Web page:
ᚱ byþ onrecyde. rinca gehwylcum.
sefte and swiþhwæt. ðam ðe sitteþ on ufan
meare mægen heardum ofer mil paþas ᛬᛫
To those who sit in a house
It feels soft. It is strenuous for those who sit high
On a hard bodied horse over mile paths.
Rad means riding on horseback, the ride itself. Sometimes it will mean the road, especially when found in a compound word. This stanza specifies it’s going to be a long ride ofer milpaþas. Mile paths. Long distances. These aren’t the paths between local settlements, this is a ride on the Roman roads built to take you somewhere far. The Roman roads had cylindrical mile stones set out every 1000 paces (mille in Latin means thousand, Roman numeral M). At these points the mile stones would tell the traveler how far to the next place, who’s the local boss, and sometimes the name of a person in charge of road repair. The Romans took their roads seriously.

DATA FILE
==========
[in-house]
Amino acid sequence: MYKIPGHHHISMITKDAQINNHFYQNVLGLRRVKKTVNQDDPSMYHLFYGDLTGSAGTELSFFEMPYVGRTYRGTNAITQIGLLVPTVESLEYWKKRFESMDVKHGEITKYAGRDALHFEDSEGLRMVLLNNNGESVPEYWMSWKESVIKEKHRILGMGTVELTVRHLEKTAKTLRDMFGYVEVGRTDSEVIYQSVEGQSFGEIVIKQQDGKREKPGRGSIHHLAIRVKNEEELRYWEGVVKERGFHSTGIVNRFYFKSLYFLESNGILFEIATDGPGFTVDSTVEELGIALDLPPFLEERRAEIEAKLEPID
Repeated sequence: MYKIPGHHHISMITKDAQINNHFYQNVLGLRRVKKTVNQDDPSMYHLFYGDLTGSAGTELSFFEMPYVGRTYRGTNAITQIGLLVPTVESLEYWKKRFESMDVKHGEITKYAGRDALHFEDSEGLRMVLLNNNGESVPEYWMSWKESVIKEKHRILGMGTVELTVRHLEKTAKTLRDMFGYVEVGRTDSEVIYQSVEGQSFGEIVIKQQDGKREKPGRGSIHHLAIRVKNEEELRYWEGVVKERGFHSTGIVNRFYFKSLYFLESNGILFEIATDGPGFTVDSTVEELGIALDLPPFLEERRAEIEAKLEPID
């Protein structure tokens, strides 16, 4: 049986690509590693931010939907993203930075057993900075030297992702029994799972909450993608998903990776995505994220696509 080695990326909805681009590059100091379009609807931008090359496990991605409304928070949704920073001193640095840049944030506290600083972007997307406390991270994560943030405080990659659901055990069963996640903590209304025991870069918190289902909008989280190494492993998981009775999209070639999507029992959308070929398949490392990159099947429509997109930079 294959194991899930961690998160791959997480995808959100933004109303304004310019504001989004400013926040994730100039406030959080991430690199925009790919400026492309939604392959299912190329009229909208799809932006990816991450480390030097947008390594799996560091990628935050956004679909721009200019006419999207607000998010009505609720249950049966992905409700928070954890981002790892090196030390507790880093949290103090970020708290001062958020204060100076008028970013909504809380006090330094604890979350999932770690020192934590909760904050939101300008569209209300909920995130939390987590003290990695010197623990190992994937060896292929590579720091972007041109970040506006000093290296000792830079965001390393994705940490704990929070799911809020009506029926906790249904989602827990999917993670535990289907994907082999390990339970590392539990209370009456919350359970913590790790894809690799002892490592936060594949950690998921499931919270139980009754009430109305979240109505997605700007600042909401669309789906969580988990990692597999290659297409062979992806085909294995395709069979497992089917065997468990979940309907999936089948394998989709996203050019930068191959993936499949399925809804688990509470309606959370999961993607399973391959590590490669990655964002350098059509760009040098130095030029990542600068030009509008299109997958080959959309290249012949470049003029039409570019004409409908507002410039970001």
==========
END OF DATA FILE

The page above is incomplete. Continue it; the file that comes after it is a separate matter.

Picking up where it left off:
You galloped into town on Wednesday
On Wednesday you did depart
Three nights and no more you did stay
How did you achieve such an art?
You’ve been discussing it forever, but here it is, the Rad rune telling you it is time to get back in the saddle and get the show on the road. Big talk is one thing, now is the time for you to be going places so get going. It’s a long trip and a bumpy ride, but you’ll get there.
Probably the R in Old English was trilled or rolled. They’d travel along with the R for an extra beat before moving on to the next letter. Put your tongue near the roof of your mouth and vibrate the air. For a trilled or rolled sound, touch the roof of your mouth right behind your teeth and do it again. Drumroll please. Faster!
Carve a straight path up. Now send a crooked road traveling back down the side.